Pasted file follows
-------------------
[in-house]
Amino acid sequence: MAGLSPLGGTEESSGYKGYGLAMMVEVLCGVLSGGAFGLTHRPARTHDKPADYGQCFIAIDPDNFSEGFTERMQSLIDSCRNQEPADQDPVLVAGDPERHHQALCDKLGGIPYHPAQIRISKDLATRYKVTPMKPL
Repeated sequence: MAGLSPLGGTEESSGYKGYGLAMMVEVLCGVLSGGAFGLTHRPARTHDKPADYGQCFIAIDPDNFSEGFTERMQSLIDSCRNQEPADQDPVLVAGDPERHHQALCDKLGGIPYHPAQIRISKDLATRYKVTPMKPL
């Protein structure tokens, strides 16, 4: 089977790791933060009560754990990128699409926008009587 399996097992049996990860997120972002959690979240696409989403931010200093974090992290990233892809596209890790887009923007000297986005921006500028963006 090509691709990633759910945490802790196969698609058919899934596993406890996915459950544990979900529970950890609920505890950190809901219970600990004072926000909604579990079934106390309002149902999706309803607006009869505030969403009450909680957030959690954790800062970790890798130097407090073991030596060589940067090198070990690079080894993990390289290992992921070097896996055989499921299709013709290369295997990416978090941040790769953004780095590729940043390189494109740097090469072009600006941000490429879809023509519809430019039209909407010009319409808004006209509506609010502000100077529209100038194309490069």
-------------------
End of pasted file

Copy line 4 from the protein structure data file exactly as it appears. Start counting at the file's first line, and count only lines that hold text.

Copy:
């Protein structure tokens, strides 16, 4: 089977790791933060009560754990990128699409926008009587 399996097992049996990860997120972002959690979240696409989403931010200093974090992290990233892809596209890790887009923007000297986005921006500028963006 090509691709990633759910945490802790196969698609058919899934596993406890996915459950544990979900529970950890609920505890950190809901219970600990004072926000909604579990079934106390309002149902999706309803607006009869505030969403009450909680957030959690954790800062970790890798130097407090073991030596060589940067090198070990690079080894993990390289290992992921070097896996055989499921299709013709290369295997990416978090941040790769953004780095590729940043390189494109740097090469072009600006941000490429879809023509519809430019039209909407010009319409808004006209509506609010502000100077529209100038194309490069």